Historical Population of Croatian Borderlands database
The main type of source for longitudinal databases available in Croatia consists of parish registers (Roman-Catholic, Orthodox, Greek-Catholic, Lutheran, Calvinist, Jewish). Civil record offices were created in 1878 that took over the registers from the parishes. In 1949 all parishes had to turn over all the registers that dated from before 1860 to the nearest archive. While turning over these registers, many parishes nonetheless kept their “status animarum”. Some of these cover up to five or even six generations of the same family. The Croatian State Archive (Hrvatski državni arhiv) possesses microfilms (ca. 2 million sets) of almost all preserved parish registers (18000 registers of all confessions) of present-day Croatia as well as some Roman Catholic registers from Bosnia and Hercegovina. The archival information system ARHiNET contains all holdings that are possession of the Croatian State Archive and its district branches. Apart from parish registers population censuses are also a very important source for historical demography. Official population counts were perfected and became systematized during the 19th century. The first modern census in Croatia was conducted in 1857. Of course there had been official counts before that time as well that referred to populations as a whole or certain particular members (e.g. men fit for military service) but these censuses were generally not standardized nor were they conducted for statistical purposes.
Another important data source are muster rolls of 11 Grenzer Regiments that made up the Military Frontier in Croatia. These muster rolls (Standestabellen, Verpflegslisten and Monatsakte) cover the period from 1821 until 1869 and often contain promotion, transfer and death certificates with detailed information on civil status, offspring, cause of death etc. So-called Conduite-Listen of officers refer to special skills, character traits, behaviour etc. This complete archival holding consists of 483 books, 1538 boxes and 2356 sheafs. Older muster roles (dating back to appr. 1740) of the same Grenzer Regiments are kept at the Kriegsarchiv (part of the Austrian State Archive) in Vienna but are also available on microfilm in the Croatian State Archive. As has been pointed out earlier, this project will focus on the muster rolls of only two Grenzer Regiments: the Lika and the Otočac Regiments (appr. 18 % of the complete holding). Muster rolls as these have been mostly neglected by historical demographers. One important exception is the UC Croatia Project that was conceived by E. A. Hammel in the early 1980s and which focussed on the Gradiške Regiment in Slavonia.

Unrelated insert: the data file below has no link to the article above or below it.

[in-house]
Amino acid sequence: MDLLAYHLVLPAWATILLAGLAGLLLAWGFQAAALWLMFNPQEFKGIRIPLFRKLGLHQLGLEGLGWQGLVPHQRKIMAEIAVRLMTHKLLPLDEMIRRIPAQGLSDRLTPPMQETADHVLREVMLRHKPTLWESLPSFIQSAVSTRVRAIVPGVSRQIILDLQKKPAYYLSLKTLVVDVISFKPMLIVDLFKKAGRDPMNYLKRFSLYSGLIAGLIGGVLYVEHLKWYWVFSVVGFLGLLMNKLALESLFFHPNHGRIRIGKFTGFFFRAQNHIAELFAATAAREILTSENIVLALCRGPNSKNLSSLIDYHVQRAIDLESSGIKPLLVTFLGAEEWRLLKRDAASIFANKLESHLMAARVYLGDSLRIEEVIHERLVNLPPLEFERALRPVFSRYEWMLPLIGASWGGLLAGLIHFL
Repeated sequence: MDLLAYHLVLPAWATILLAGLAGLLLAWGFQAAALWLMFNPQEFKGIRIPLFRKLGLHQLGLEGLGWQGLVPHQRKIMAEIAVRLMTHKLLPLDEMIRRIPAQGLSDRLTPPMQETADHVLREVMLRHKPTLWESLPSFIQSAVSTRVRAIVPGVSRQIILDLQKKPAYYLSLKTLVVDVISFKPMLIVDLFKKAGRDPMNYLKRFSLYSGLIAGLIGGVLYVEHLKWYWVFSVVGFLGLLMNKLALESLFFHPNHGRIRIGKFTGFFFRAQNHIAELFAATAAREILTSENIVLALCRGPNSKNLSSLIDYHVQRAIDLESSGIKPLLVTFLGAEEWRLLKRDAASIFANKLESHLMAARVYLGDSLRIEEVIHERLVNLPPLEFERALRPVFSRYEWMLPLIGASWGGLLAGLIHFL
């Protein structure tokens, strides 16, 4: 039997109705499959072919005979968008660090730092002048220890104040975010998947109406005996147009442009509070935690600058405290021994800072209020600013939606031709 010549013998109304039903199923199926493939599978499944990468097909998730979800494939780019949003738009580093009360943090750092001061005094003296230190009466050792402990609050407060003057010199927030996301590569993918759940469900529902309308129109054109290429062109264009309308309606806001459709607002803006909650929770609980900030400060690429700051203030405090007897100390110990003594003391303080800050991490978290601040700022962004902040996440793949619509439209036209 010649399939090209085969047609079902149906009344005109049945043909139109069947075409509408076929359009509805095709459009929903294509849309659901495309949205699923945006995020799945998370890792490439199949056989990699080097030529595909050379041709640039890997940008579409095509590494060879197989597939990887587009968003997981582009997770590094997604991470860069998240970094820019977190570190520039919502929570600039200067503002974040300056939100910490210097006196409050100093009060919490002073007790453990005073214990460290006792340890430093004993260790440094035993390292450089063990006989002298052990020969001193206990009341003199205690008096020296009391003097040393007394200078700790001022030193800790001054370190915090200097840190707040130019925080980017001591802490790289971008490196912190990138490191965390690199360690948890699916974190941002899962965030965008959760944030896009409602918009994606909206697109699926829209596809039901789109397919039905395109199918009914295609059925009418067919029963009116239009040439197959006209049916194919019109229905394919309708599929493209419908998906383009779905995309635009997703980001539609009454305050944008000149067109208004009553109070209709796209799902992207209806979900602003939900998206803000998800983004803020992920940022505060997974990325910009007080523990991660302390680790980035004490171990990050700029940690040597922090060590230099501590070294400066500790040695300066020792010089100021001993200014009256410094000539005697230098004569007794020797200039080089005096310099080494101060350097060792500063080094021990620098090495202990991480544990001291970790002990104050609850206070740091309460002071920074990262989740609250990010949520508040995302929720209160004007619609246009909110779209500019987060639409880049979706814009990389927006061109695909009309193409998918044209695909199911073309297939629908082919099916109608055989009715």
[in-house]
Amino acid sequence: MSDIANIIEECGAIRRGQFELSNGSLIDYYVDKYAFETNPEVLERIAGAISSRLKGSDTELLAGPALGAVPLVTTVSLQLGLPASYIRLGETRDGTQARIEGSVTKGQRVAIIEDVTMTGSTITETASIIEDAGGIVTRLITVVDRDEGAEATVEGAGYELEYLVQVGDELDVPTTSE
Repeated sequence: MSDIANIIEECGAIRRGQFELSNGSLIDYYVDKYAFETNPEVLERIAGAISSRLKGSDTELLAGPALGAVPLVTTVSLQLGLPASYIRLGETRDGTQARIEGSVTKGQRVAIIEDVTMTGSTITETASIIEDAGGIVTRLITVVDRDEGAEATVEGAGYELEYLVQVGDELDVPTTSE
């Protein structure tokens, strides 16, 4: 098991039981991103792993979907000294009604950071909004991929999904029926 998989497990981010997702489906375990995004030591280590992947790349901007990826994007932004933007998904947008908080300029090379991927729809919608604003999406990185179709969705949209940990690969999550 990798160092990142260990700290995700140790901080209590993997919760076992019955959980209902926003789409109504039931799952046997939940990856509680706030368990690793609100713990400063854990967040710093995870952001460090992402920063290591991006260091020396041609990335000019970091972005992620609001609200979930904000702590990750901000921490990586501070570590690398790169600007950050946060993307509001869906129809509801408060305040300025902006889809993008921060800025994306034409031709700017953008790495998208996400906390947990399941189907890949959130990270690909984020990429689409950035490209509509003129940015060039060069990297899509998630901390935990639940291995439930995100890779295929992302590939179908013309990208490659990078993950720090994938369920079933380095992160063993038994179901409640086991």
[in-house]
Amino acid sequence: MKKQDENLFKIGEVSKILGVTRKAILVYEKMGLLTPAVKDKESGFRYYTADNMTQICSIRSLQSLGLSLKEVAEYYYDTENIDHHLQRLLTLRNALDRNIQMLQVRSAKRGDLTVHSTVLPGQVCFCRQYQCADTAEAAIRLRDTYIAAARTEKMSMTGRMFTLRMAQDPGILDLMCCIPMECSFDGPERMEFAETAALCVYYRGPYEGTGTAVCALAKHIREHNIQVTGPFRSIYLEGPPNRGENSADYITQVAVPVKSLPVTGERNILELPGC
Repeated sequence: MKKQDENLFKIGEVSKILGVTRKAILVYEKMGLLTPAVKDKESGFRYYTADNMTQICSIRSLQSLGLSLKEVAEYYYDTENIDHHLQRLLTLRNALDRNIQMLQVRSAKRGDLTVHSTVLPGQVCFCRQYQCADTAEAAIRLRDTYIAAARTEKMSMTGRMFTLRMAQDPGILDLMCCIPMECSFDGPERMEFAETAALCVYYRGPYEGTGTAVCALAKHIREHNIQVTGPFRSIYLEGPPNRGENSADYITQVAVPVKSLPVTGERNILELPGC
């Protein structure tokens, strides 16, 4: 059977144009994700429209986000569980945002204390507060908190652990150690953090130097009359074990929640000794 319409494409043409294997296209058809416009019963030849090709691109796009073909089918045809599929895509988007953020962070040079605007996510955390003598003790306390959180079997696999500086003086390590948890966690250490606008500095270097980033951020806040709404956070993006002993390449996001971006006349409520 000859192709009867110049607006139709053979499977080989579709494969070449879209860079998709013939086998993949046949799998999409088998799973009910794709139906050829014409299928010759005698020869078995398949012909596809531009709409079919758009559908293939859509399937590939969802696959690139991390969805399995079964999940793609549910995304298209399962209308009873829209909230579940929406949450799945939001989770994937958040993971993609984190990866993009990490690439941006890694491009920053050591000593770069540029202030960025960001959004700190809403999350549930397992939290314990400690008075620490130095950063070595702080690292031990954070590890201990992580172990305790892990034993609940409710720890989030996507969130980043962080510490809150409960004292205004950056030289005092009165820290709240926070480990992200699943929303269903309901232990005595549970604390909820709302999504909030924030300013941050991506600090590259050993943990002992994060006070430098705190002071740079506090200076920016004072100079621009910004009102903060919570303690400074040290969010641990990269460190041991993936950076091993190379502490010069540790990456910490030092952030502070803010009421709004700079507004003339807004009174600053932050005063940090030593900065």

Elementary Venetian sources on military actions and troops whose file and rank mainly consisted of Croats, but also other ethnic groups that inhabited the east coast of the Adriatic Sea are kept in the Archivio di Stato di Venezia. The holding Inquisitori sopra l’amministrazione dei pubblici ruoli includes records of the Venetian Magistrate in charge of enlisting soldiers in the armed forces of the Republic. The military records relevant to our research have to do with the infantery unit Fanti oltramarini and the Croatian light cavalry Croati a cavallo. The holding consists of 1035 boxes of which 319 boxes relate to infanterymen and 56 boxes to cavalrymen.
There are several circumstances to be taken into account that hinder the construction of databases from Croatian sources. Firstly, Croatian law prescribes that public archival material with personal data is accessable 70 years after its creation (registers of marriages and deaths) or 100 years after the birth of the person it relates to (registers of births). Secondly, unlike „modern“ registers many of the parish registers that date back before the nineteenth century don’t have specific sections and columns. Entries are narrational (not in columns), often with unnecessary comments and lacking crucial information (e.g. surname, name of the parents, place of birth). Even though church regulations carefully stated which particular data had to be recorded, some registrars – for reasons only known to them – simply did not respect them. The quality of each entry depended on the will of the registrar. Thirdly, the fact that Croatia was divided under three (after 1881 two) different administrations until 1918 is reflected in the official language of these records. Civil Croatia (and Slavonia) belonged to the Hungarian part of the Habsburg Monarchy, Dalmatia and Istria (under Venetian rule until 1797) belonged to the Austrian part of the Habsburg Monarchy and – until 1871 the Military Frontier was administered by the Court Council of War (later Ministry of War). The official languages were Latin (after 1848 Hungarian and Croatian), Italian and German respectively. Personal and place-names exist in Latin, Hungarian, Croatian, Italian and German versions (not to mention Glagolitic, Cyrillic and Gothic letters).
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